The teams have begun using helicopters for "aerial inspections." UN officials said the aircraft would make it easier to "swoop" down on search sites.

Giving a glimpse of their arrogance, the inspectors closed the entrances and exits to an Iraqi manufacturing and research complex on January 5. Thousands of people were confined for almost six hours. Among them was the country’s ambassador to the UN, Mohammed Aldouri. "I think their behavior was unjustified, and the inspection teams could behave in a more civilized way," he said.  
British troops assemble
While the French president instructed troops to stand by for possible service, saying that UN resolutions "had to be enforced," British Defense Secretary Geoffrey Hoon announced the deployment of a task force of ships and 3,000 Royal Marines to the region. London also called up 1,500 reservists.

The move is "massively in our self-interest," said Prime Minister Anthony Blair. "The price of influence is that we do not leave the U.S. to face the tricky issues alone." British naval preparation for war with Iraq includes the aircraft carrier Ark Royal and a number of other vessels.

German ambassador to the UN Gunter Pleuger stated that his government would not insist on a separate resolution if there is a new debate on whether to authorize war against Iraq.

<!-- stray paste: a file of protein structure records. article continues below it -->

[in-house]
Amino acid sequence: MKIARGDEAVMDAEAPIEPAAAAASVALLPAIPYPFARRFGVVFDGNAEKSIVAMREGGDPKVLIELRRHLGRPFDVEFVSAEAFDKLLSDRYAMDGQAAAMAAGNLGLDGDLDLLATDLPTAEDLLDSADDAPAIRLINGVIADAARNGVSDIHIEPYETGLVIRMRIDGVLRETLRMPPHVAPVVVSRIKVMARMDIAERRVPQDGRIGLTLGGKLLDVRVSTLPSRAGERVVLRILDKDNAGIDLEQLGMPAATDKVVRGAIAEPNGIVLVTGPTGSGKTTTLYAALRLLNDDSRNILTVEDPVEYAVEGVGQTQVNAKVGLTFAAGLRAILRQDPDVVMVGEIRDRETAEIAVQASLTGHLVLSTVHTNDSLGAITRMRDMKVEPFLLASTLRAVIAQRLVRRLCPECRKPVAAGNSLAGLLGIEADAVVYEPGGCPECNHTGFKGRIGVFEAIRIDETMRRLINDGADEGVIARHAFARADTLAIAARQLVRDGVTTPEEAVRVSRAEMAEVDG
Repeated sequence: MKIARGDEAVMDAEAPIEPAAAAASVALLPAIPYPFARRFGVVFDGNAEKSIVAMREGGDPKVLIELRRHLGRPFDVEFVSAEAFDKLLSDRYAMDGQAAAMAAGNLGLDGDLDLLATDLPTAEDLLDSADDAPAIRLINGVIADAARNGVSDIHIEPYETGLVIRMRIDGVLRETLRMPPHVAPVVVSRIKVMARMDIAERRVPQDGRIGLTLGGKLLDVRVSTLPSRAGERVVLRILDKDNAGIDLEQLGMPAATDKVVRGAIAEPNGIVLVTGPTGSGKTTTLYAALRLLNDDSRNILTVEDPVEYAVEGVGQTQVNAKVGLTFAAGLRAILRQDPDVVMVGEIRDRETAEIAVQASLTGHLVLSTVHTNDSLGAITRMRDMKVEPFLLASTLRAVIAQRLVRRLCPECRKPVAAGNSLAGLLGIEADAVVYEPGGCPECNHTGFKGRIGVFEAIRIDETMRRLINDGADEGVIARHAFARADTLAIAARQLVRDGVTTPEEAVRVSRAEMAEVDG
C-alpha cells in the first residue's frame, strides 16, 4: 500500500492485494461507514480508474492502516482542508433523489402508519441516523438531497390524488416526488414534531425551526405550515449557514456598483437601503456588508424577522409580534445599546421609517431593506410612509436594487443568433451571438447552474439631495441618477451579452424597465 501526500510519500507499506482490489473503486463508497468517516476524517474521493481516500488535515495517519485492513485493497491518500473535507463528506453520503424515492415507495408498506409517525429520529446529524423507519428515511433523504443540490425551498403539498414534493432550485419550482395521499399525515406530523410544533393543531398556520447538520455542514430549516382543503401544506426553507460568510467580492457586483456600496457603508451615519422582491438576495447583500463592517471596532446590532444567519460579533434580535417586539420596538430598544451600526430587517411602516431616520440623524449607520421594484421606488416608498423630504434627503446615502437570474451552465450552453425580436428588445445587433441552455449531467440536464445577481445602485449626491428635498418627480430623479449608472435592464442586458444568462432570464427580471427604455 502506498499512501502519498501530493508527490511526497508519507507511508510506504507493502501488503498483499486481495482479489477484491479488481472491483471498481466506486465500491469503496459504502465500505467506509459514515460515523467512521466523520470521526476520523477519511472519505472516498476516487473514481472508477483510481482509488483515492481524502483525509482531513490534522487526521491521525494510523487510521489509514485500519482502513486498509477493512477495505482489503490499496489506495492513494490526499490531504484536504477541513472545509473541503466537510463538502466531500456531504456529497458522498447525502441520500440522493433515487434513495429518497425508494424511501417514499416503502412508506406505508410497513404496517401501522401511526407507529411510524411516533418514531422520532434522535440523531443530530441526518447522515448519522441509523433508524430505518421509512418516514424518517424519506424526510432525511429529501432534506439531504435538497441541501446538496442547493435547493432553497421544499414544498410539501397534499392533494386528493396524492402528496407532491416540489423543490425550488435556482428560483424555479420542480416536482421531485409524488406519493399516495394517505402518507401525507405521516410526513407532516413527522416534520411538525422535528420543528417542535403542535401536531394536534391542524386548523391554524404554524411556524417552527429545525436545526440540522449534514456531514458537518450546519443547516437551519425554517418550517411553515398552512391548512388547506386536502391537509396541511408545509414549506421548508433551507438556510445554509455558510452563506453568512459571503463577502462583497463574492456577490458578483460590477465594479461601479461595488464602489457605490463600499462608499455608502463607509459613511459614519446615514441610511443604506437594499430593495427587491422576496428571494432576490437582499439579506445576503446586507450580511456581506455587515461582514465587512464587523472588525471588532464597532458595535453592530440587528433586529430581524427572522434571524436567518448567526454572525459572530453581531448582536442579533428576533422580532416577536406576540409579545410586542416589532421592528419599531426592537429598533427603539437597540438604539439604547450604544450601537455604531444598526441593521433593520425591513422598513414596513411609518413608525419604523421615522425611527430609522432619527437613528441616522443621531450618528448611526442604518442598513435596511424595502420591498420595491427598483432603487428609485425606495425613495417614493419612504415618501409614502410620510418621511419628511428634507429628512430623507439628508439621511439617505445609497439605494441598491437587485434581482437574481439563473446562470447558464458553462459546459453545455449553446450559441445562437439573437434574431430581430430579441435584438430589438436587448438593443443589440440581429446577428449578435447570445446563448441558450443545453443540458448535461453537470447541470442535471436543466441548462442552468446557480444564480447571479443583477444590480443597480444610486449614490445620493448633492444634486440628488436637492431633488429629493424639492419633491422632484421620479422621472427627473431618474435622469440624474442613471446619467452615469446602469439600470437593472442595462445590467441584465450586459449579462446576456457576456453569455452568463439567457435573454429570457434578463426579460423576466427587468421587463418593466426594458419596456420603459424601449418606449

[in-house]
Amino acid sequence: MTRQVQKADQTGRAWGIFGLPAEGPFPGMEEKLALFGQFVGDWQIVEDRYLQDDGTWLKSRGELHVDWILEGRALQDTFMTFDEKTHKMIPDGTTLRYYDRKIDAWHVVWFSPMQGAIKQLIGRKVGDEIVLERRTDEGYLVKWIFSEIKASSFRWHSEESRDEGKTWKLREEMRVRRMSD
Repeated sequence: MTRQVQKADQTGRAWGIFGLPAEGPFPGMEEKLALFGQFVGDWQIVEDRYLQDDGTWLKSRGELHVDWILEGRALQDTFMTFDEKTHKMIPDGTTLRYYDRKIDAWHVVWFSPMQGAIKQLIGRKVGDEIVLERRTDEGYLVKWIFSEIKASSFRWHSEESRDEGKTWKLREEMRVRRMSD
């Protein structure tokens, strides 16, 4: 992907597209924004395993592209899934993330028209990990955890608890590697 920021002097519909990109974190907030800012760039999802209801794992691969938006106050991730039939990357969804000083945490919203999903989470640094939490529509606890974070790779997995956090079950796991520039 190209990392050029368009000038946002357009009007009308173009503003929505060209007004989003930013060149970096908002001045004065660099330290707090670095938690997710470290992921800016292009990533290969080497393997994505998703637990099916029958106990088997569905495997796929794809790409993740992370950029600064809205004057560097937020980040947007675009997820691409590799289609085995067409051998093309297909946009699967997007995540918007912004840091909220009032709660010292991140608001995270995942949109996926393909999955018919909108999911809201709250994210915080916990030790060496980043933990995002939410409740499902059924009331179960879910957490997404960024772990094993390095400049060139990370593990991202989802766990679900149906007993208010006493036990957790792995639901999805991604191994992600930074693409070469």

Washington and London, meanwhile, are placing pressure on governments in the region to lay open their facilities to the imperialist forces. Hoon visited Turkey to seek agreement for British troops to use its bases. Some 150 U.S. military officials will visit later this month.

The Gulf oil states are a particular target of this imperialist push. Speaking before a New York business audience last month, former secretary of state Henry Kissinger said that Washington is past "the point of no return with respect to Iraq," according to New York’s Sun newspaper. Arguing that the war against Iraq is an integral part of the "war on terrorism," Kissinger said, "How else can we convince the Saudi Arabias of the world that it is too dangerous to collude in challenging the United States?"